I know that you can’t wait for your little angel to be sweetly tucked in your arms. Because it’s your first you’re journaling about every twitch and plastering pics of your baby bump all over Facebook. But mothering a newborn isn’t all goo-goos and bonding, with unicorns gliding over the crib. It’s a huge life adjustment.
You shouldn’t feel guilty for not glowing about your baby when you’ve had roughly 45 minutes of sleep in the last week. Nor should you feel bad about wanting to escape the house that is now home to the world’s worst roommate. You’re not alone and there’s light at the end of the newborn tunnel. Here’s what my life with a newborn was like, with a few tips to help you through your own motherhood rite of passage.
1. I didn’t instantly fall in love with my baby.
I’m not the type to fall head over heels at first glance. It took time for us to get to know each other and now I think she’s the most wonderful thing ever. But don’t feel bad if you don’t fall in love from day one.
2. The first six weeks are anything but wonderful.
No sleep, bleeding and cracked nipples, constant state of anxiety, and a blur of wondering why it is that taking a shower and getting ready can take the entire day to accomplish. People who say this is “the best time” are complete liars or morons. That’s like saying high school is the best time of your life. Yeah right! If that were true, there wouldn’t be much to look forward to.
3. I didn’t feel like a mom until eight weeks into it…
…when I knew exactly what to do to calm Sophia when no one else could figure it out. And, when she started preferring me to others. And giving me lots of smiles. And, when I could laugh when she was crying rather than wanting to cry myself.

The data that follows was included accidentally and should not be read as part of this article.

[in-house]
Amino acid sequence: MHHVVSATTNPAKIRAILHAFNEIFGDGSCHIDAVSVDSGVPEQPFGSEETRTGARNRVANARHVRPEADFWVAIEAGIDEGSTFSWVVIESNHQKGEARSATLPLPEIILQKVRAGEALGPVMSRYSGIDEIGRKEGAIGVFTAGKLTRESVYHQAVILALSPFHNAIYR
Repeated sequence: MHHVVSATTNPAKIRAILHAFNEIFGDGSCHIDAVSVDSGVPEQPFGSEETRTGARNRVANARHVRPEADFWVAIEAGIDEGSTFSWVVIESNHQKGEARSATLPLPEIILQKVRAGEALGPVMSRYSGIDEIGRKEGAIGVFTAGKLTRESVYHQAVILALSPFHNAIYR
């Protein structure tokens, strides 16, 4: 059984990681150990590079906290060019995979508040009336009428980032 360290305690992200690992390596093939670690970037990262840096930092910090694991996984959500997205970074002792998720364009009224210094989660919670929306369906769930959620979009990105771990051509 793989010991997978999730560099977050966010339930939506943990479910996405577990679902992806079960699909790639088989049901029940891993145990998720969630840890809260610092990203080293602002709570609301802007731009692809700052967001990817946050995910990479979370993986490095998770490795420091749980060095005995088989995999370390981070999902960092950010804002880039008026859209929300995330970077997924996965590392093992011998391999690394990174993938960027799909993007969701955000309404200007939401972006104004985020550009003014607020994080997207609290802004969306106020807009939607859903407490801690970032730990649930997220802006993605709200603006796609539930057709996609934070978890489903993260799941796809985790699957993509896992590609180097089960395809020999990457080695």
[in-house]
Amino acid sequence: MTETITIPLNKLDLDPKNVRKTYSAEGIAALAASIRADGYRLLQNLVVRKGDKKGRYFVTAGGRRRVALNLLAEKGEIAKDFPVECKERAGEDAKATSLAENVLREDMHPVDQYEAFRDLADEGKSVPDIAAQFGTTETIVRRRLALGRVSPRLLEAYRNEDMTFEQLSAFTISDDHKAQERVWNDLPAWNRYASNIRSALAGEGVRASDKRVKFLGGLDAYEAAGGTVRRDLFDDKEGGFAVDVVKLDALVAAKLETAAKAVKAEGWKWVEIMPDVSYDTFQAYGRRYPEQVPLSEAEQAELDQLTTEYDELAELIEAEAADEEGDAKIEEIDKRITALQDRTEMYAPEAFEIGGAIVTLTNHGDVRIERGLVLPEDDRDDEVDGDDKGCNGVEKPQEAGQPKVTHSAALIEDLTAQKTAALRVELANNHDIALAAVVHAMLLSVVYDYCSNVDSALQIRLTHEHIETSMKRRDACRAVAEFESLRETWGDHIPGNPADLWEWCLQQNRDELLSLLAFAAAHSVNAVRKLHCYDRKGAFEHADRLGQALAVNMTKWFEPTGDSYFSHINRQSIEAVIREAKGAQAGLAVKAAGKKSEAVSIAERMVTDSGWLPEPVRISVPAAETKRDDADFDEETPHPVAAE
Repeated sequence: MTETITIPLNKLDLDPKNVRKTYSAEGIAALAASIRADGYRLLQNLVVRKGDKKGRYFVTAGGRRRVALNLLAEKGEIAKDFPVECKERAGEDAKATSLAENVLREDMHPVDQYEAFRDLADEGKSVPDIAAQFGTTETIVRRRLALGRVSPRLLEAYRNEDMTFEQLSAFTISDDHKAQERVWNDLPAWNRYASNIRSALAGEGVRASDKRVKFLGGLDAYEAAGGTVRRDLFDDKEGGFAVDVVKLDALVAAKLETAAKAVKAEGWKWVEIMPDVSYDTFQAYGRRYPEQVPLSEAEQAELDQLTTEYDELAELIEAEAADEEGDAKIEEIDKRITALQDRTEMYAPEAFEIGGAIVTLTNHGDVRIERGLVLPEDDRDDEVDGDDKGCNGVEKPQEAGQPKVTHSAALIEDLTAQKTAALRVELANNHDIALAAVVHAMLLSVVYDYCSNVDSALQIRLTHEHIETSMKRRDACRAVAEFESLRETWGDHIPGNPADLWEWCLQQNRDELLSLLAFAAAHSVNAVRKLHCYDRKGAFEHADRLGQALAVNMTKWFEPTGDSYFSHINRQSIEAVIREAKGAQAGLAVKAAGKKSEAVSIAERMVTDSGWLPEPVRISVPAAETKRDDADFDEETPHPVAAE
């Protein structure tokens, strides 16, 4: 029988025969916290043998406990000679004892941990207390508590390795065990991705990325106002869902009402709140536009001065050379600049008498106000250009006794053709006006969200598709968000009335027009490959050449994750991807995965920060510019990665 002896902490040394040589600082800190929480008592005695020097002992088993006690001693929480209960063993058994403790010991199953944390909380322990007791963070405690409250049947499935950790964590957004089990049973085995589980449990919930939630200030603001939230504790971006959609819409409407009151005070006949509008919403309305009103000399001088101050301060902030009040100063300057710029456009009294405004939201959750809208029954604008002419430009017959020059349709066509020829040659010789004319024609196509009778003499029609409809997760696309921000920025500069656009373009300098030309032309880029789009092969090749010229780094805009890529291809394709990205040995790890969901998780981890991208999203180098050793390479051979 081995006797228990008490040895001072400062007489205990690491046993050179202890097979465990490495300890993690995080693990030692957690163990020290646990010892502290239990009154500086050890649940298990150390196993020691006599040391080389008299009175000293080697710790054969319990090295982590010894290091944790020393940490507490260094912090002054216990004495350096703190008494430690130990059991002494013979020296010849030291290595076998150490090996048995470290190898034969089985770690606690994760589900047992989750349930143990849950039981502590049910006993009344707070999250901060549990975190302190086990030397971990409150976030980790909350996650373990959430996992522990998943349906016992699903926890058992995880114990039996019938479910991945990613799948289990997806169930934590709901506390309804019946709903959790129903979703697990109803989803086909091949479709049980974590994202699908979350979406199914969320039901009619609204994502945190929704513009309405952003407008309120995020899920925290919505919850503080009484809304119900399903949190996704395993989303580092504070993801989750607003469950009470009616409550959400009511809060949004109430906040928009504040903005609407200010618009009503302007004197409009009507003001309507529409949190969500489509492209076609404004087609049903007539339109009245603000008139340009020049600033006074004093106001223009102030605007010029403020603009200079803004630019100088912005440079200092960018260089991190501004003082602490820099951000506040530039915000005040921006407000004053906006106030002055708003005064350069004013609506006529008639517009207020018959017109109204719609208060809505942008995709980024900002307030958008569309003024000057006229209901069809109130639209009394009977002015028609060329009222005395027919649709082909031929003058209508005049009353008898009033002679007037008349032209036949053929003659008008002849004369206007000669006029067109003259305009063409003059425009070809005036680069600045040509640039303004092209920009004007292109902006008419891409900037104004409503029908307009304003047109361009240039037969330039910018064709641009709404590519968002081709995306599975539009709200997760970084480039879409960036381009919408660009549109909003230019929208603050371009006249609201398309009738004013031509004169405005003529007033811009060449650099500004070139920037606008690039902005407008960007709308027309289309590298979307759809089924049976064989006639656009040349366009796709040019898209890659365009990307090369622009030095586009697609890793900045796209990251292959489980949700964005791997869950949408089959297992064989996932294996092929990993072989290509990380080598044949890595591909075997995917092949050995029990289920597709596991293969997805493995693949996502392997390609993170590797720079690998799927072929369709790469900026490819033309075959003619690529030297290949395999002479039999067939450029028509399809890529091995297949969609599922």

4. Poopsplosions happen.
Frequently. So does crying.
5. Napping, oh sweet napping.
There will come a day when regular, lengthy naps will happen. You’ll shout “hallelujah!” and actually get laundry folded and put away.
6. Let others cuddle your baby.
My children have been surrounded by a big Italian family from day one and have no problem being held by others. Thank goodness! We were actually able to go on a date night when my first was eight weeks old while her grandparents watched her.
7. Exert your authority as mother of your child.
You know your baby best and that may mean going against the advice and/or desires of your extended family. Using the doctor excuse is best – as in “Thanks for that advice. I’ll check that out with my doctor,” or “The doctor said we need to be doing this, that and the other.” Well-intentioned, backseat parents don’t argue with “the doctor.”
8. Don’t count your chickens before they hatch.
Just when you think that your baby is starting to get into a routine, they pull a fast one on you. For a planner like me, being flexible and going with the flow has been a tough transition.
9. Don’t let your baby know your plans.
If you do plan something for which you need your child to cooperate (e.g. taking a nap so you can get something done, quietly playing by himself, etc.), whatever you do don’t let your baby overhear your plans. They will spoil it by pulling rank and reminding you who always comes first.
10. Prepare for life with baby.
Here’s a prep list that will make your life easier once baby arrives.